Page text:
ps : i had an air pipe on passenger side on my EX model - access a bit more difficult

0
TyL1
TyL1

5 years ago on Introduction

sadly, when I put them back in the van, they did not work.

0
TyL1
TyL1

Reply 5 years ago on Introduction

For whatever reason, I tried it again this morning and now it worked. I did the mod to the driver side, in about 20 minutes start to finish and it worked! Thanks again!

0
TyL1
TyL1

5 years ago on Introduction

Awesome! Just saved 100 bucks on new motors. Works as described, just push the contact out through the other side of the connector. I used a small butane benzomatic torch to heat the sandwiched area, and after a couple of seconds the black material sqished out from light pressure from the needle-nose pliers, I repeated on both ends of the sandwich to get a uniform thickness and that was it. Scraped up the excess and retested the ohms. I have to note that the native resistance of the metal was 0.5ohms and across the whole contact it was 18.1. Once finished it was 1.3ohms, so I left a bit more material but what a sweet sound when that motor fired right up. Thanks a bunch for putting this mod up. i loves the internets.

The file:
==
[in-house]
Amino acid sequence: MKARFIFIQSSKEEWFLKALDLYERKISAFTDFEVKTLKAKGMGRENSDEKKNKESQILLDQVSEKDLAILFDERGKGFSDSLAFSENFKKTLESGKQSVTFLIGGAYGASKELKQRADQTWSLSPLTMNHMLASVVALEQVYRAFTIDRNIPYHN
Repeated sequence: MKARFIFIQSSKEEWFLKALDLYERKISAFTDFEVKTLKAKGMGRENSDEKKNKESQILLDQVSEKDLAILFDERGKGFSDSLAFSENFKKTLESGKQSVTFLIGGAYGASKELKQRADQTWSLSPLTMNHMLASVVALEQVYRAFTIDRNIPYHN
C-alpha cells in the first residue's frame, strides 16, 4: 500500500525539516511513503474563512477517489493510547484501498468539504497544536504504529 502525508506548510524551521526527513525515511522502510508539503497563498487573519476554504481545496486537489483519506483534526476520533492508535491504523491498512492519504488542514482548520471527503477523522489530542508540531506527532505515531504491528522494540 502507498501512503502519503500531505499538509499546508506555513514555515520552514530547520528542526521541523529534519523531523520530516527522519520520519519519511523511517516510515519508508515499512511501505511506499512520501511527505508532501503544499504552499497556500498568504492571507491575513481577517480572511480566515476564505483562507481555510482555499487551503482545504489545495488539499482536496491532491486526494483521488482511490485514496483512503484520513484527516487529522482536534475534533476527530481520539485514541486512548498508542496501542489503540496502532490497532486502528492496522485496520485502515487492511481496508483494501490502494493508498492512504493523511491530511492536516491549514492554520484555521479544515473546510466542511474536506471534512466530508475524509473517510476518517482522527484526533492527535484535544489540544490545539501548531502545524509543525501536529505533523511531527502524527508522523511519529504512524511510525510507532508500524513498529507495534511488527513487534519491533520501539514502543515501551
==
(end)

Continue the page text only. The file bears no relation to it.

0
Moosetales
Moosetales

5 years ago on Step 8

It worked like a charm. Thanks a ton for put the time and brain power into figuring this out and then for posting the instructions.

0
raymwiii
raymwiii

5 years ago on Introduction

Hey nice guide. Followed it exactly and everything works now. Thank you for taking the time to help everyone else with this issue.